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Spokane, Washington  Est. May 19, 1883

Inslee signs bill officially repealing death penalty in Washington

Rep. Jenny Graham debates a bill on the House floor on Wednesday.  (By Jim Camden / For The Spokesman-Review)
By Jim Camden For The Spokesman-Review

OLYMPIA – The death penalty, which was put on hold by Gov. Jay Inslee in 2014 and invalidated by the state’s highest court four years later, was struck from Washington statutes Thursday.

Inslee signed an innocuous-sounding bill to remove “defects and omissions in the laws” that included erasing capital punishment as an option for a person convicted of aggravated first-degree murder. It had been applied unequally and in a “racially insensitive manner,” he said.

“We are ending the death penalty in the state of Washington, period,” he said before signing the bill with dozens of legislators and Attorney General Bob Ferguson looking on.

Capital punishment has a long and complicated history in Washington. It was abolished in 1913 but reinstated in 1919, according to the Death Penalty Information Center.

The state Supreme Court ruled it unconstitutional in 1972, and the U.S. Supreme Court put the death penalty on hold nationally in 1974. But Washington voters passed an initiative that reinstated the death penalty in 1975 by a margin of more than 2-to-1. The state Supreme Court struck it down in 1979. The Legislature tried to address that decision with a law reinstating it in 1981 and amended it several times.

It was rarely used – just five times between its reinstatement by the 1975 initiative and 2010, when Cal Coburn Brown was executed for the rape, torture and murder of Holly Washa, a Seattle woman – before Inslee announced in 2014 he would issue a reprieve for any death penalty warrant he received while in office.

Five people already sentenced remained on death row with pending appeals. But some of the state’s most notorious murderers, including Gary Ridgway, the so-called Green River Killer who was convicted of 49 murders and confessed to dozens more, received multiple life sentences, not the death penalty.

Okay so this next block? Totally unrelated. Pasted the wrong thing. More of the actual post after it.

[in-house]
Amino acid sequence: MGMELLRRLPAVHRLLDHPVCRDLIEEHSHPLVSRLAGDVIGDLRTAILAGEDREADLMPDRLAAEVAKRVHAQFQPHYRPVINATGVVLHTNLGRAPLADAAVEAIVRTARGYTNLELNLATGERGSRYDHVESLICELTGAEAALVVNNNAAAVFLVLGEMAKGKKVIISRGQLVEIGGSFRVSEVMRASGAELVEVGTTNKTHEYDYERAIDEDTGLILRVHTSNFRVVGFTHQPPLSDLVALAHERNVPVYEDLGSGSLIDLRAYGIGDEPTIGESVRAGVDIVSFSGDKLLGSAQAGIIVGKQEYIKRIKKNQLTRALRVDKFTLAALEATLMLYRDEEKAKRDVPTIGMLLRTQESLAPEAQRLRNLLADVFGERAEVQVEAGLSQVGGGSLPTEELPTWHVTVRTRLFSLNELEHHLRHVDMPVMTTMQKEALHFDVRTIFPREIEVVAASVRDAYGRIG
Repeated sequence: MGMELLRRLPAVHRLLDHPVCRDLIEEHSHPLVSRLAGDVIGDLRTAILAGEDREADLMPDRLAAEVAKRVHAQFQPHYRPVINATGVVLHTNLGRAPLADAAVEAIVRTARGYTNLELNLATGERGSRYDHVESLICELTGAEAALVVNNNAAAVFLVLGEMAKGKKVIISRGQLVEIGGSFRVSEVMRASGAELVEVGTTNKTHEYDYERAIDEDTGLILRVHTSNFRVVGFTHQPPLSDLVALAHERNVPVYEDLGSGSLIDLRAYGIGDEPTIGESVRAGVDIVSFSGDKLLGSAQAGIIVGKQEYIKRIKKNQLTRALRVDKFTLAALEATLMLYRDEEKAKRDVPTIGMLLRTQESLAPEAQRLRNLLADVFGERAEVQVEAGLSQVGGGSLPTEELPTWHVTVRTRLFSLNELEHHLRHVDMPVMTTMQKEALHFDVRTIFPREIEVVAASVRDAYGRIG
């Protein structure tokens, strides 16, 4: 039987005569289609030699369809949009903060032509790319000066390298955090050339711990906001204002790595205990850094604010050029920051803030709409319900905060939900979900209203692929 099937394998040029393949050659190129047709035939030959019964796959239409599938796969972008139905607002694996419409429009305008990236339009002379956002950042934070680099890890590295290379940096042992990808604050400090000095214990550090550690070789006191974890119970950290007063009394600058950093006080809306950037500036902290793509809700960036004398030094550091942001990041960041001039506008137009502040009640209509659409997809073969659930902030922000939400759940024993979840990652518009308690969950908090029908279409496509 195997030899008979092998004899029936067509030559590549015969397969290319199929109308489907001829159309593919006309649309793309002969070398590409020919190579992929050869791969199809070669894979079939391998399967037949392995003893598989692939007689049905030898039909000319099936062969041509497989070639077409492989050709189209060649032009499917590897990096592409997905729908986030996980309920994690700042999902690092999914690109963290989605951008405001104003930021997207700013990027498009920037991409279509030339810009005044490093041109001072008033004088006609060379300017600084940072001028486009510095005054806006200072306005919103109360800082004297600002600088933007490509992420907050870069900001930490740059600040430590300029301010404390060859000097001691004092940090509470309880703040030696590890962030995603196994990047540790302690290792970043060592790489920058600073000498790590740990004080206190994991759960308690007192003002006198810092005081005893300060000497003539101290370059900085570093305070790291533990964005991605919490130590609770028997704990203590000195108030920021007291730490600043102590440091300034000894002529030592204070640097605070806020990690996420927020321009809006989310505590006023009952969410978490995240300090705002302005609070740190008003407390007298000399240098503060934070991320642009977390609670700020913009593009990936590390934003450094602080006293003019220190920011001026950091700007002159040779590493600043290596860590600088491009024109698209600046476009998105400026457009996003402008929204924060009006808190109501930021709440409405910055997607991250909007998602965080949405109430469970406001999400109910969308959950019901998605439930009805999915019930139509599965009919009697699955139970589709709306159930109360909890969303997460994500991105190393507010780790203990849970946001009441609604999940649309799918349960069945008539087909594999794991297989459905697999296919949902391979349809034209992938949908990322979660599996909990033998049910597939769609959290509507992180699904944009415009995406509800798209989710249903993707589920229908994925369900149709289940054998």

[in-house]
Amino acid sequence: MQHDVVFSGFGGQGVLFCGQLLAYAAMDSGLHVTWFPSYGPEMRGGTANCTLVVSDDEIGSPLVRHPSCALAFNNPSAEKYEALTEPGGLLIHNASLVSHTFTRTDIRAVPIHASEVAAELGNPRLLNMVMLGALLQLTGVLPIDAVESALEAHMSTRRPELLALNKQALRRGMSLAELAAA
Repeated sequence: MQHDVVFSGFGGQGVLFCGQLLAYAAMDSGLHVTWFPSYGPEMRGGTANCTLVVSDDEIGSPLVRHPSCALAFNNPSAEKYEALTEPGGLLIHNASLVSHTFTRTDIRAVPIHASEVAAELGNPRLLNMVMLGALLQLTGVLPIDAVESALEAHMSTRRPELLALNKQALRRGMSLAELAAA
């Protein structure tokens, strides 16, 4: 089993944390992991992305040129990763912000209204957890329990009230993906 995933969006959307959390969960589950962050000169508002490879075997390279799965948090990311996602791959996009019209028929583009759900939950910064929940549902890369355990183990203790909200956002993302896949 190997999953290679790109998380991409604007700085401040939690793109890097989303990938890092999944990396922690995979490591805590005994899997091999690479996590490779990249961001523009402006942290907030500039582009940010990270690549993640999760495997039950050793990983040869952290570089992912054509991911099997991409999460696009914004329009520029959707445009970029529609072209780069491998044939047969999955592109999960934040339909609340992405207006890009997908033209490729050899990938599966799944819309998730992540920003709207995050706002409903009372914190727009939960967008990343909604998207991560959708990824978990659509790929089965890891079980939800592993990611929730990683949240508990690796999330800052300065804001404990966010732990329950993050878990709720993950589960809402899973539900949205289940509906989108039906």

In 2018, the state Supreme Court struck down the death sentence of Allen Eugene Gregory, who had been convicted of the 1996 rape, robbery and murder of Geneine Harshfield in her Tacoma home.

In that ruling, the court said the way the death penalty is applied in Washington is so flawed it “constitutionally cannot stand.”

Inslee and Ferguson pushed for the Legislature to strike the capital punishment section for years, but majority Democrats had been unable to push a bill through both chambers until this year. As usual, the debate was spirited and generally along partisan lines.

“If we do not have the justice system to manage this, I’m afraid we’re going to see people take the law into their own hands,” Rep. Jenny Graham, R-Spokane, said when the House debated the bill earlier this month.

Even when it isn’t used, the threat of the death penalty can be a tool to solve crimes, Graham said. Her sister Debra Lorreine was one of Ridgway’s victims, and the threat of the death penalty on her murder prompted Ridgway to reveal the whereabouts of the remains of other victims and give their families some closure, she said.

“The death penalty made a difference,” Graham said.

Rather than removing the death penalty from statutes, Graham and other Republicans argued the Legislature should change the bill to call for a referendum that would put capital punishment before voters in November.

“Because this was a people’s initiative, it should be the people that decide whether it gets repealed,” she said.

But Rep. Drew Hansen, D-Bainbridge Island, countered that wouldn’t automatically make a new death penalty law constitutional. Voters could re-enact a law that would still be unconstitutional, he said.